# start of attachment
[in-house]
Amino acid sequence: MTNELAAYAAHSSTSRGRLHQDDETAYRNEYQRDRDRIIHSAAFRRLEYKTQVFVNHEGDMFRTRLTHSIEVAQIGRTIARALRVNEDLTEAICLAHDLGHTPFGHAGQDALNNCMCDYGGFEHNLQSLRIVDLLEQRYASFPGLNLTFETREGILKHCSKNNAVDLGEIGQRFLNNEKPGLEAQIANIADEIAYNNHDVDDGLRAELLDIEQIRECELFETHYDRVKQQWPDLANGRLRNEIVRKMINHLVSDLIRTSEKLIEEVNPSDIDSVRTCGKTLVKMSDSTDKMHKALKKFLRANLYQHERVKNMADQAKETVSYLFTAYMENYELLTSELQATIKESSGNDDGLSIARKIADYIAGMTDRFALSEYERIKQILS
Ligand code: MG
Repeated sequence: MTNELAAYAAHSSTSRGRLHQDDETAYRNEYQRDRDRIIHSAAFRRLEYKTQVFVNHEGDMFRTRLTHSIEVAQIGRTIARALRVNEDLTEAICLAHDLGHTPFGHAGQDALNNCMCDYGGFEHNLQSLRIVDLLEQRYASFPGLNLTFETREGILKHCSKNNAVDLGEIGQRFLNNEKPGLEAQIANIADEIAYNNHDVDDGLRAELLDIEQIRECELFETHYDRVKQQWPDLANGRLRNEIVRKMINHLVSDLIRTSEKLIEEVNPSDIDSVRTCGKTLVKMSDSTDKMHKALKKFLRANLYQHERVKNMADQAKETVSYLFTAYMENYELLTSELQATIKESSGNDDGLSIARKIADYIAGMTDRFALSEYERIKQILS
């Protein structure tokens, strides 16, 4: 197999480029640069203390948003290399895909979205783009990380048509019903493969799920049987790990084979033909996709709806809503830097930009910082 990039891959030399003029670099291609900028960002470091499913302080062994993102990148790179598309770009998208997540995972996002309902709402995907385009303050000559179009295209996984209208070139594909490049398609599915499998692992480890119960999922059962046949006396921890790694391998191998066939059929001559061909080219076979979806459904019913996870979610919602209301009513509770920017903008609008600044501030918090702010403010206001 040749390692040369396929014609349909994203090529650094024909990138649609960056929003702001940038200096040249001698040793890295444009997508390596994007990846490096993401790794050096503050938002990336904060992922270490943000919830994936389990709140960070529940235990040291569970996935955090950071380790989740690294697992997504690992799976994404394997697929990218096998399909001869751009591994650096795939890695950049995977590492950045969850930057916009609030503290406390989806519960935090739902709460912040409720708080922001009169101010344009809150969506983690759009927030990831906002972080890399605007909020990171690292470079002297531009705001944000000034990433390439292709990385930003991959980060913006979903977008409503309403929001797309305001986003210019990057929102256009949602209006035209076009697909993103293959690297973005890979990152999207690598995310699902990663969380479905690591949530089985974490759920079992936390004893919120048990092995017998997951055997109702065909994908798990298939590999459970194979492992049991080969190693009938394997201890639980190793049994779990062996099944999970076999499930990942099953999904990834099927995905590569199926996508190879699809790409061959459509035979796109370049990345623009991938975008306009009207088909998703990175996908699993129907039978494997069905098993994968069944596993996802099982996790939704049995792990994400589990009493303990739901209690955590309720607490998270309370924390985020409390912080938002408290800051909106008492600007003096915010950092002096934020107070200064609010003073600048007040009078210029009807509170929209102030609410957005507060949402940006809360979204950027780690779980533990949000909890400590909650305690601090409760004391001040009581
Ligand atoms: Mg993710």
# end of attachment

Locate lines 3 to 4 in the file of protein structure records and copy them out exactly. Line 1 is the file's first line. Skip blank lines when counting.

Ligand code: MG
Repeated sequence: MTNELAAYAAHSSTSRGRLHQDDETAYRNEYQRDRDRIIHSAAFRRLEYKTQVFVNHEGDMFRTRLTHSIEVAQIGRTIARALRVNEDLTEAICLAHDLGHTPFGHAGQDALNNCMCDYGGFEHNLQSLRIVDLLEQRYASFPGLNLTFETREGILKHCSKNNAVDLGEIGQRFLNNEKPGLEAQIANIADEIAYNNHDVDDGLRAELLDIEQIRECELFETHYDRVKQQWPDLANGRLRNEIVRKMINHLVSDLIRTSEKLIEEVNPSDIDSVRTCGKTLVKMSDSTDKMHKALKKFLRANLYQHERVKNMADQAKETVSYLFTAYMENYELLTSELQATIKESSGNDDGLSIARKIADYIAGMTDRFALSEYERIKQILS